In Spain, egg donation is regulated by Law 14/2006 on Assisted Human Reproductive techniques, which establishes that there must not be any ties between the donor and the recipient, thus making sure donation is anonymous and confidential.
This anonymity works both ways, that is, the donor will never know if her eggs resulted in a baby being born nor its identity, and the mother and the baby will never have information about the donor, apart from the physical characteristics and information relevant to pregnancy monitoring.
Furthermore, the Spanish regulations state that donation is voluntary and altruistic, and as such, the donors receive no payment for it. However, financial compensation for physical discomforts, travel and labour expenses derived from the donation is contemplated within the legal framework, and it varies between €800 and €1000. In this manner, the Spanish legal framework ensures that no donation is commercial in nature or profit-driven.
Additionally, the Royal Decree – Law 9/2014 defines the quality and safety standards for donating eggs, their procurement, processing and distribution. The European law on traceability and safety of donated samples finds its expression in this norm in Spain. For this purpose, the Ministry of Health, Social Services and Equality created a platform called SIRHA, which provides the necessary tools to enforce the law.
Spain is a world leader in donations, also in the area of organs and transplants. Our donors, asked about their incentives, driven by solidarity and empathy all mention the need to help other women to become mothers.
Egg donor selection at IVI
Our donors play a crucial role in helping the patients make their dreams come true. That is why at IVI we make sure they receive the highest possible level of health care and that both our patients and donors are always given a central focus during each and every treatment.
To become a member of the egg donation programme at IVI, the donors must undergo a medical and psychological assessment. A thorough gynaecological examination is given as well, which will rule out the presence of irregularities of the reproductive organs and help us study the ovaries to predict the donor´s response to medication and the potential number of eggs.
The absence of transmissible diseases such as HIV, hepatitis and syphilis will be confirmed, and the blood group and Rh factor will also be checked. Finally, a genetic screening will be performed, including karyotype analysis, which gives us information about the chromosomes and CGT, which reduces the risk of transmitting more than 600 diseases. That way, our donors receive extremely valuable information about their fertility, their state of health and their potential to become mothers, which can be of help while planning to become mothers themselves.
Only those candidates who meet all the requirements and are completely prepared to go through the process and ready for the responsibility of being a donor, are accepted. As of today, this means that only one in three women who visit IVI and are willing to donate eggs actually get to donate.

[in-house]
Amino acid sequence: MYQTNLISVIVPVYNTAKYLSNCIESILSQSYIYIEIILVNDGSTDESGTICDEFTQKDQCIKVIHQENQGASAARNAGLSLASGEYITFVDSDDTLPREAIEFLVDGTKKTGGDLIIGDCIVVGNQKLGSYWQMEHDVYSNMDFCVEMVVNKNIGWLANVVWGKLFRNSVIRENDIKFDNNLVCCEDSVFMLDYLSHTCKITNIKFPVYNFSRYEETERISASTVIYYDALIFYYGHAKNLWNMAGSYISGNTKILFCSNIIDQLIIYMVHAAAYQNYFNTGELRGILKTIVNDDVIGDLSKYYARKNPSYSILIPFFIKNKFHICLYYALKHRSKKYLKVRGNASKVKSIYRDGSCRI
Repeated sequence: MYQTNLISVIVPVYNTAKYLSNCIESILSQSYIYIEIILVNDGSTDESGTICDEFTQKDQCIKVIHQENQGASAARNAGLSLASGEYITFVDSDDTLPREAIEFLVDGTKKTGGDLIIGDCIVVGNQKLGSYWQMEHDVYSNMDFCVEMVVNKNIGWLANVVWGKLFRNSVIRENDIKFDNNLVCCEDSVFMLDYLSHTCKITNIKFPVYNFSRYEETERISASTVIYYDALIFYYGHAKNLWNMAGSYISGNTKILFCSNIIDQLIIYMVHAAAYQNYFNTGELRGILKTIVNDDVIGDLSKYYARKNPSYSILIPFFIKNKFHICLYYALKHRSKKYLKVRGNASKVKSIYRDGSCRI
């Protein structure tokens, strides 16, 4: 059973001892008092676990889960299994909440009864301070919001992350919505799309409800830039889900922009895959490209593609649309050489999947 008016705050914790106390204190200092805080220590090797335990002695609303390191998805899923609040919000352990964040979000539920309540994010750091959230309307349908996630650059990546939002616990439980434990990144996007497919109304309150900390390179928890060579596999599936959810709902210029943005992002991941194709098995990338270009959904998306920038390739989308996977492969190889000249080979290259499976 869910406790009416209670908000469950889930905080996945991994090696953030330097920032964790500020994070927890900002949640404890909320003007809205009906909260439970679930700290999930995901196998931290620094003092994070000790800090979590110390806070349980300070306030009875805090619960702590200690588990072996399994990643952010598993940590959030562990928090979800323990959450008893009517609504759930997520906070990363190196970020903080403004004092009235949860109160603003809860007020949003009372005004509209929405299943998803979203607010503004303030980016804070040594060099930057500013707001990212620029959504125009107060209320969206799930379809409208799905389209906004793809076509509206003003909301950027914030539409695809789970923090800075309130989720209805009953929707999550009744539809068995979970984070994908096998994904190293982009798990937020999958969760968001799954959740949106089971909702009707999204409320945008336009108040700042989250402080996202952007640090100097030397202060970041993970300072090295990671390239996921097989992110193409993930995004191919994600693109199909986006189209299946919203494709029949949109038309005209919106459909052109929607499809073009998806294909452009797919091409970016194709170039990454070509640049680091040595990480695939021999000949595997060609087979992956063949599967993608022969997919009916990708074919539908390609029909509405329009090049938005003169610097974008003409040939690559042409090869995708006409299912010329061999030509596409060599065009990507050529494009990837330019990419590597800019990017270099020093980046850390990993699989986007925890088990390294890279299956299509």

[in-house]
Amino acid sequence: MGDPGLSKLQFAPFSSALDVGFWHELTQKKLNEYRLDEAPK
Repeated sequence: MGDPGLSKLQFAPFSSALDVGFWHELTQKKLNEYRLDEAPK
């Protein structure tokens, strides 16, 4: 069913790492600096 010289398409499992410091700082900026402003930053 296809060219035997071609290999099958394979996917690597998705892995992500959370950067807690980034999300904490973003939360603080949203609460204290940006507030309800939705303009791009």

IVI, one of the largest frozen egg banks
Thanks to the gamete donation programme, IVI has one of the largest egg banks in the world. This means we have a great variety of physical characteristics (phenotypes) at our disposal and that we can allocate the right eggs quickly, even when dealing with rare blood types. This way our patients do not have to sign up for long waiting lists to start the treatment with the best guarantees.
In the UK all donors must be between the ages of 18 and 35, fit and healthy, and have no history in the family of inherited diseases or genetic disorders. All egg donation treatment has to be non-anonymous. This is a requirement by the HFEA, the regulatory body of human reproduction in the United Kingdom. Under UK law, once the child reaches the age of 18 they will be able to contact their donor if they so wish. However, it is important to note that the parents have no legal obligation to tell the child how they have been conceived and the donor has no legal rights or responsibilities of the child once it is born.
The identity of the donor will be provided to the child, not the parent. However, when choosing the donor, as a minimum the parents will have been provided with some information about the physical appearance, for example, their height, eye colour and hair colour etc. Also, many of our donors include a short bio including their hobbies and how they would describe themselves, as well as writing a goodwill message to any children born using their donation.
There are two different types of non-anonymous donation in the UK. Regardless of which treatment the patient chooses, the HFEA deem it necessary for all parties to attend a minimum number of counselling sessions. In these sessions, our counsellors will discuss all the implications involved when it comes to an egg donation treatment in the UK.
Donor from egg bank
These gametes will have been donated by a woman who has no connection to the recipient and who has chosen to donate her eggs purely out of goodwill. The women will have only been allowed to donate if they meet the criteria set by the HFEA, this includes the correct BMI, age and medical history.
Patients may choose to use a known donor, which means using the eggs from a friend or relative. There are restrictions when using this method to ensure the eggs do not share the same DNA as any of the recipients and the donor will still need to meet the criteria set by the HFEA to participate.
To learn more about donation in the UK and the egg donation journey, you can visit our IVI UK website.